By Nancy Huth
Thank goodness for the maple tree,” said Chuck Lausin as the 36th Maple Syrup Hall of Fame Brunch got underway at Mary Yoder’s on April 20. Spirits were high among the approximately 120 guests who were looking forward to the 90th Geauga County Maple Festival in Chardon on the last weekend of April.
At this year’s brunch the inductees into the Hall of Fame were David and Pam Patterson, sixth generation maple producers at Patterson Fruit Farm. They have been judging maple syrup at the Chardon Festival for 25 years. Even before they were engaged in 1993, they entered the Maple Festival candy contest. Now they are very involved in the community and in West Geauga schools. Their children Johnny and Heather are involved with the farm, as well as in school activities. Sugaring is in their blood, as it is in the 79 people who entered syrup or maple candy in various classes to be judged. Among these were 32 producers, 30 hobby and seven out-of-county exhibitors, and 10 novices, totaling 89,828 taps ranging from four taps to 16,000. These taps cover three states: Ohio, Pennsylvania and Wisconsin. This was the biggest tapping year to date.
The committee judging the winners are current members of the Hall of Fame, so they certainly know what they are doing. This year they made some changes to the contest, adding color grade for the hobby and out-of-county exhibitors. The judges triple check density and spend time on color and clarity. But the most time is spent on flavor, which involves a lot of tasting. The judges sample, discuss and sample again. Wouldn’t many of us enjoy that.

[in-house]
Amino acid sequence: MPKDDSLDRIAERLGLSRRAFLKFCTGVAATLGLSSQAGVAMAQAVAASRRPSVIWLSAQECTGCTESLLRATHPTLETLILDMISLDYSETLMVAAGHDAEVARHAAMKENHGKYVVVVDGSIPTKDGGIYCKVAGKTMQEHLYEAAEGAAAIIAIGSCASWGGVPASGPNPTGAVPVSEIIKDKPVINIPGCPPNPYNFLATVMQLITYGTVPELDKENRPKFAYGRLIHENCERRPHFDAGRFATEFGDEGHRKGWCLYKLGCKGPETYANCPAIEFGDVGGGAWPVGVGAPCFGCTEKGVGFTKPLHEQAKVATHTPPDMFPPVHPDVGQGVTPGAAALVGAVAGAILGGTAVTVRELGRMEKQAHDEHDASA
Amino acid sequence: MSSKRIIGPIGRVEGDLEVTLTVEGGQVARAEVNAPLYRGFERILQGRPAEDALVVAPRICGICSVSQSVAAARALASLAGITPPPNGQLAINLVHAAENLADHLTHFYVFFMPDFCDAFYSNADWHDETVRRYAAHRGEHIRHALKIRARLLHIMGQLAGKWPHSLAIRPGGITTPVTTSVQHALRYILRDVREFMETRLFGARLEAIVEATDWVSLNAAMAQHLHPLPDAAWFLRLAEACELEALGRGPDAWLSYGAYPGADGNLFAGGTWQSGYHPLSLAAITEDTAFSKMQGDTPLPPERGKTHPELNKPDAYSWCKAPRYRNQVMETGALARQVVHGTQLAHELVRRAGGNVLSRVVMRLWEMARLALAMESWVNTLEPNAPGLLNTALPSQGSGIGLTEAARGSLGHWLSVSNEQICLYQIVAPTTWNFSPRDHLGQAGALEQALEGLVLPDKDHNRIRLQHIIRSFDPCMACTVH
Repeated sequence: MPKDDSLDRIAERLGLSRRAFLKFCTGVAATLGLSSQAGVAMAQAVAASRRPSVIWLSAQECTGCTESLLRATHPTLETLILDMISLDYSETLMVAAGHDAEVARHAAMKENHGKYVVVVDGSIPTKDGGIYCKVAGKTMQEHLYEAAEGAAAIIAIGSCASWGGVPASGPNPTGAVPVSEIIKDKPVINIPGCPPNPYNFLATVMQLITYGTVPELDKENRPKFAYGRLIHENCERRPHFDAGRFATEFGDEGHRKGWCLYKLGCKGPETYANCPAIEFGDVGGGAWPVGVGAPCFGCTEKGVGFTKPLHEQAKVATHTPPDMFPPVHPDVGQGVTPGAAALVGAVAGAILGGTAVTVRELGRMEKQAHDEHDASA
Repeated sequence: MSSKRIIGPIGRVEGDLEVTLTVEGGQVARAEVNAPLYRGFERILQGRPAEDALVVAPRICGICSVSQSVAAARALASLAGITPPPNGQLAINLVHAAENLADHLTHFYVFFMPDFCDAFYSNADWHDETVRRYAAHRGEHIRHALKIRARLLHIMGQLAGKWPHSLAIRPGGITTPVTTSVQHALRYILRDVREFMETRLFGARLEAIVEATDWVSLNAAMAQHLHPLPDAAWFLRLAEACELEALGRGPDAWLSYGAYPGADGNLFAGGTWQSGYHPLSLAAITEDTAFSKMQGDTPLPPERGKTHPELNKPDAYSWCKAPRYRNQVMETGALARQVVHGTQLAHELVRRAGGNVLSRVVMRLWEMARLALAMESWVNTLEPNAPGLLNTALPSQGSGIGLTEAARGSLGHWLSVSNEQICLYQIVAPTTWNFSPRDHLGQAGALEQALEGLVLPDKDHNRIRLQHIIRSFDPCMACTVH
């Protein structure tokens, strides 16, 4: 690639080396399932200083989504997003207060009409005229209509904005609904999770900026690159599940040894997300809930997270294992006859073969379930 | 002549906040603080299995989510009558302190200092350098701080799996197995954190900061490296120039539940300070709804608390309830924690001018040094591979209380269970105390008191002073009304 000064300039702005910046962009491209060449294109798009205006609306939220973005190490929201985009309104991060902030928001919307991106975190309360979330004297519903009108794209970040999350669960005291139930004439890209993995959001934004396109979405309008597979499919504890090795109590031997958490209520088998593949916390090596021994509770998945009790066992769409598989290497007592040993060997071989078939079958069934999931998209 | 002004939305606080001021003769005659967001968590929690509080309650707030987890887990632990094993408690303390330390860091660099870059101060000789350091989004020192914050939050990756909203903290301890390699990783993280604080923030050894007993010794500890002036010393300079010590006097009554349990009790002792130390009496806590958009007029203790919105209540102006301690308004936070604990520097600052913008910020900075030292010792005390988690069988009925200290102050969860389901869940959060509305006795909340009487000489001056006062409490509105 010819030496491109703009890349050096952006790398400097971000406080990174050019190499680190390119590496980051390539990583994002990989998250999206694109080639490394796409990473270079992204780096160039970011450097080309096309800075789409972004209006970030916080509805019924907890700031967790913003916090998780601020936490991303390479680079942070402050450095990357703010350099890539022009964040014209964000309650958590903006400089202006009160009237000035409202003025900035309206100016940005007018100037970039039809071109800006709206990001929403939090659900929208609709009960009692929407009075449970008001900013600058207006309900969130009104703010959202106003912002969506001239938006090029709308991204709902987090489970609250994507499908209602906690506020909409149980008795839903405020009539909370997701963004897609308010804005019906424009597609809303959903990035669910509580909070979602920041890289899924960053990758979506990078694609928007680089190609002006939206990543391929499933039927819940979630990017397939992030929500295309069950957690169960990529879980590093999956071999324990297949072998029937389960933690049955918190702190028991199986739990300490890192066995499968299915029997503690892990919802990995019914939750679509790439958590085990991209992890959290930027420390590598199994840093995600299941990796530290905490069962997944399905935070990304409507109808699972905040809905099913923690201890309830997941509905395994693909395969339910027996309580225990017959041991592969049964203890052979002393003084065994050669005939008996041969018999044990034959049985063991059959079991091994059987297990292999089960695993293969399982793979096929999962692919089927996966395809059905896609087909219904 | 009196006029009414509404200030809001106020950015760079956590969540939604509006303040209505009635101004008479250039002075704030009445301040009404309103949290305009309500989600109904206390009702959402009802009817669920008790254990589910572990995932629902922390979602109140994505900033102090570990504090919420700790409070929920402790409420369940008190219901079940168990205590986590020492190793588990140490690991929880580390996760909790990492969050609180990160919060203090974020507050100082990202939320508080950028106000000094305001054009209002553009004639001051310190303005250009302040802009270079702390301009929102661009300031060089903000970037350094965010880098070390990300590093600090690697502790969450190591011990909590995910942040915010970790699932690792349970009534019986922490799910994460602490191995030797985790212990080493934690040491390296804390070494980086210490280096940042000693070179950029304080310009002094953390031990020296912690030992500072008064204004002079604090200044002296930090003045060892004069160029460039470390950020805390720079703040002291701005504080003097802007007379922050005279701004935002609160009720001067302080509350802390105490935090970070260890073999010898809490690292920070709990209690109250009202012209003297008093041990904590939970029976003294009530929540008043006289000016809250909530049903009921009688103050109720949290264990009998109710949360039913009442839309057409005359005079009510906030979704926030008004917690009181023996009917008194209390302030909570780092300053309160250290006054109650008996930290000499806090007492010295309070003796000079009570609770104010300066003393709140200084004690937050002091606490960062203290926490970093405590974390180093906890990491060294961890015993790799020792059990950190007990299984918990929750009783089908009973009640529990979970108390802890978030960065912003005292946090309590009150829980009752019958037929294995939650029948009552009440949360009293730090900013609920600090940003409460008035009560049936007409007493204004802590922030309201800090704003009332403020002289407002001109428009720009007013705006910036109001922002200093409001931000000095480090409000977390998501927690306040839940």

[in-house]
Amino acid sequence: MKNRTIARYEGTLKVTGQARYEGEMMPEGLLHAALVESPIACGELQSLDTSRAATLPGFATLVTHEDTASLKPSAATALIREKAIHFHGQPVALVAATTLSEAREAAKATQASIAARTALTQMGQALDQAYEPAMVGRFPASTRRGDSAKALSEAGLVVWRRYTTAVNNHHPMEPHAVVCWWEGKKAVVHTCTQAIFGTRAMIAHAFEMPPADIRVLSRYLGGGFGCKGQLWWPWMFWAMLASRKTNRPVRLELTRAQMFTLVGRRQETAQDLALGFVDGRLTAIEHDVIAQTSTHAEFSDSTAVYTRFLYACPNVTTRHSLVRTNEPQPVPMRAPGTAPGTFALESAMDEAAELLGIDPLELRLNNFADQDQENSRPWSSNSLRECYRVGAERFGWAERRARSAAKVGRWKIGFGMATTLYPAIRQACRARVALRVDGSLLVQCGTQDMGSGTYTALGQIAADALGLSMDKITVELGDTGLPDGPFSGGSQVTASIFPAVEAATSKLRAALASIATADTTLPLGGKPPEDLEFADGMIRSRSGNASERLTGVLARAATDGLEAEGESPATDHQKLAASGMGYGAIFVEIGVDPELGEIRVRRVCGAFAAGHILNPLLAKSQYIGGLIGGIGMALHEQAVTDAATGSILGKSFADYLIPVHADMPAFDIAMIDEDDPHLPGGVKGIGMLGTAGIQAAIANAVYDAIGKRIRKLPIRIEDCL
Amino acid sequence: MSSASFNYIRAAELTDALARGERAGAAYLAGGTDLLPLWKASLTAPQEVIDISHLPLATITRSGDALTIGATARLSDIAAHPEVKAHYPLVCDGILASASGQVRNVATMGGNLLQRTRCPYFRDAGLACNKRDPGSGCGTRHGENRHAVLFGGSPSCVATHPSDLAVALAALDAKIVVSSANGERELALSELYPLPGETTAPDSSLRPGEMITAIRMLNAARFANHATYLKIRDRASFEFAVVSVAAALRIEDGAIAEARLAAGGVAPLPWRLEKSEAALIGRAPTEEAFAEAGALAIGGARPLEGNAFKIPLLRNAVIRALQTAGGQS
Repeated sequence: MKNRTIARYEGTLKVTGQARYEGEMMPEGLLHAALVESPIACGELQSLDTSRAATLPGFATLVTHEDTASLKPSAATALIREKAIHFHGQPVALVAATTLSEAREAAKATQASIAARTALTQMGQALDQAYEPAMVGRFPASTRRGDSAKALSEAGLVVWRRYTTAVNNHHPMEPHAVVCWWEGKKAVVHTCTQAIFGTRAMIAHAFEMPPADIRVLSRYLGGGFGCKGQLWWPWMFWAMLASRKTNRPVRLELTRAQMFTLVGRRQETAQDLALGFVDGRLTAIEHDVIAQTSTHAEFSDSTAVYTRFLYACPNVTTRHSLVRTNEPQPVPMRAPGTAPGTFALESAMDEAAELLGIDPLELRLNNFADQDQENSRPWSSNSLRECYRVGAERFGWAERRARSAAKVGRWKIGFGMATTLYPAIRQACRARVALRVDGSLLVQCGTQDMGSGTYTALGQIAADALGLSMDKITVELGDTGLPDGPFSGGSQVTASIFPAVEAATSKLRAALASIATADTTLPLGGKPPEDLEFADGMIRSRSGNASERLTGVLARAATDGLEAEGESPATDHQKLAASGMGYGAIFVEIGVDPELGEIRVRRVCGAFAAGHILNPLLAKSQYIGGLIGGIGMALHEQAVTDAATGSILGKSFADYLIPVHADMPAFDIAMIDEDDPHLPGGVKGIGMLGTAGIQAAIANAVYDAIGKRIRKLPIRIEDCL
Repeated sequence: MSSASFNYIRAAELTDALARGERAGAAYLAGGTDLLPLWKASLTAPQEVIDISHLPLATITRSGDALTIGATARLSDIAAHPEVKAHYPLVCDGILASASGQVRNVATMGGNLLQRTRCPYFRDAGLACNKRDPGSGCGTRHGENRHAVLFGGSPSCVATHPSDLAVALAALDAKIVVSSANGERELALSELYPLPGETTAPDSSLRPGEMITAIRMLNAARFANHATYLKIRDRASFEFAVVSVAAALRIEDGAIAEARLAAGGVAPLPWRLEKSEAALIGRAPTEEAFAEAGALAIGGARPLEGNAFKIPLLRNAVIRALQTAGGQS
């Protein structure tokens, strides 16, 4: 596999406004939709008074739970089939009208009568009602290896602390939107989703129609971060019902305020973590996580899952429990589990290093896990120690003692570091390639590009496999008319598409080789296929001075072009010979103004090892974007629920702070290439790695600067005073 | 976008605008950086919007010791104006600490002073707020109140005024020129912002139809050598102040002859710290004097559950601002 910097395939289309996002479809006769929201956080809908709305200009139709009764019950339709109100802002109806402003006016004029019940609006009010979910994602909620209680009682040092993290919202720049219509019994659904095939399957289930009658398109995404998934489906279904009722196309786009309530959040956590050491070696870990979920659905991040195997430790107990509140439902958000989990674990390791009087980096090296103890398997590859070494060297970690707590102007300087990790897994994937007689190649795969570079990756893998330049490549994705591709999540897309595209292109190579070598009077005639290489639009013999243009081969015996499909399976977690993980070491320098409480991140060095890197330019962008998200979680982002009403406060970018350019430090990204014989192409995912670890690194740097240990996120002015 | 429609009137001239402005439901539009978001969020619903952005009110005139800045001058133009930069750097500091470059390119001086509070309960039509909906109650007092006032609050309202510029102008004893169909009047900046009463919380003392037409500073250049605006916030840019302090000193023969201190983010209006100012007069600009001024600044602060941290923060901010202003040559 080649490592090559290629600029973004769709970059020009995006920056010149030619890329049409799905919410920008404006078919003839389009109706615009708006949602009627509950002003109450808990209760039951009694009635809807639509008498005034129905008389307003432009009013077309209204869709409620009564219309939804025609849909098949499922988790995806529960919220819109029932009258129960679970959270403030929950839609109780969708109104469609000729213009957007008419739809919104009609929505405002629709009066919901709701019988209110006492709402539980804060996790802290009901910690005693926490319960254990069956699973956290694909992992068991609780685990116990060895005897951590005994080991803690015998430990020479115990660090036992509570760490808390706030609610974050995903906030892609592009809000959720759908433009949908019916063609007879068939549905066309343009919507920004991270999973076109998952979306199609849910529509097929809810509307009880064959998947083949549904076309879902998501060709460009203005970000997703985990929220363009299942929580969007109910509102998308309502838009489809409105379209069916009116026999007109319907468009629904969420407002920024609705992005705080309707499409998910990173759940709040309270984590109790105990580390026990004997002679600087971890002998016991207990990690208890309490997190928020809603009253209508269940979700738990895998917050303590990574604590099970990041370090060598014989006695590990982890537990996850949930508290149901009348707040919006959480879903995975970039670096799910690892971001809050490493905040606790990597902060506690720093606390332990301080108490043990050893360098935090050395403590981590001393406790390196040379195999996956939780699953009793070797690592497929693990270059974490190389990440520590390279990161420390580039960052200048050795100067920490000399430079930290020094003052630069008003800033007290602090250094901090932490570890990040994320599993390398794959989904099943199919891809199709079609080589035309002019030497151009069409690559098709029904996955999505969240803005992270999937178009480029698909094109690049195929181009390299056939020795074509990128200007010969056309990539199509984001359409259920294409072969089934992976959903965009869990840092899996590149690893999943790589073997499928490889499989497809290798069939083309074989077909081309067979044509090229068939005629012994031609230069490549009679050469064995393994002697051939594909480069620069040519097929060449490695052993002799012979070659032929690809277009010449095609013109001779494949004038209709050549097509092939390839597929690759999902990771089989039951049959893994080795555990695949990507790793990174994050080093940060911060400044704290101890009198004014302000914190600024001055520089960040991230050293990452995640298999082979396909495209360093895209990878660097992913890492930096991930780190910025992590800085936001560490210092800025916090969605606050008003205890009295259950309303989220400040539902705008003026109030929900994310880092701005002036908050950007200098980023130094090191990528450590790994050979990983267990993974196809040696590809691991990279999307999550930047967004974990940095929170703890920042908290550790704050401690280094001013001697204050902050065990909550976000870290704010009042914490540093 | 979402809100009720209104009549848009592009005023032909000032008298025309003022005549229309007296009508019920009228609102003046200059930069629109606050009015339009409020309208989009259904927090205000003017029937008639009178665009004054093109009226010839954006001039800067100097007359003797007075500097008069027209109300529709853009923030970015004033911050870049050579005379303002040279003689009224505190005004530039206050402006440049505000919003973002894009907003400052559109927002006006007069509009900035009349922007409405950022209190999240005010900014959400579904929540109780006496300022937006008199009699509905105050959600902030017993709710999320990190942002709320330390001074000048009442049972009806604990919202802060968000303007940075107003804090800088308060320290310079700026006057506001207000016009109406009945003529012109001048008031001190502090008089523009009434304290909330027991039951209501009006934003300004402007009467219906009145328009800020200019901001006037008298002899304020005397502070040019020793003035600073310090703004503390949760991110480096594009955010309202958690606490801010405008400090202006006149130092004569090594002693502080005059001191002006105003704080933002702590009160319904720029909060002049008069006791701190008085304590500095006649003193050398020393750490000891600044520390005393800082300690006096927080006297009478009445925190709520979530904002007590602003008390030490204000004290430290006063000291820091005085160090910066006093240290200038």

Les Ober gave an update on the 2019 season, declaring it an excellent year for Northeast Ohio. He mentioned that Ohio State University’s campus in Mansfield has a woods that produced 13,000 gallons of maple syrup this year. At the university, the study of climate research teaches students about the impact climate has on syrup production.
One of the 2019 novice tree tappers in our county is Ted Dalheim from Munson who has 12 trees and proudly produced three gallons of syrup. He loves being outdoors and teaching his four grandchildren about maple syrup.
In the youth division the youngest winner in the maple candy category was 5-year-old Jayden Freeman, who excitedly helped hand out envelopes to other winners.
In each of the syrup divisions: golden, amber and dark, there were seven place winners among the producers and seven place winners among the Hobby Division. The golden delicate class is considered the granddaddy of them all. The 2019 Best Producer Award went to Roger Roseum, who sported a festive tie displaying jugs of syrup.
Master of Ceremony, Bob Rogish and Maple Festival President Bob Freeman kept things moving along as awards were given for 135 entrees. The Maple Judging Committee would like to thank all of the entrants in the 2019 Geauga Maple Festival Maple Syrup Contest. See you again
Nancy Huth grew up in Cleveland and graduated from Notre Dame College and Cleveland State University. After teaching English for a few years, she married and moved to Germany where she taught English as a second language for 30 years. In 2005 she and her German husband Dieter moved to Middlefield. Nancy has written for the Post since 2007.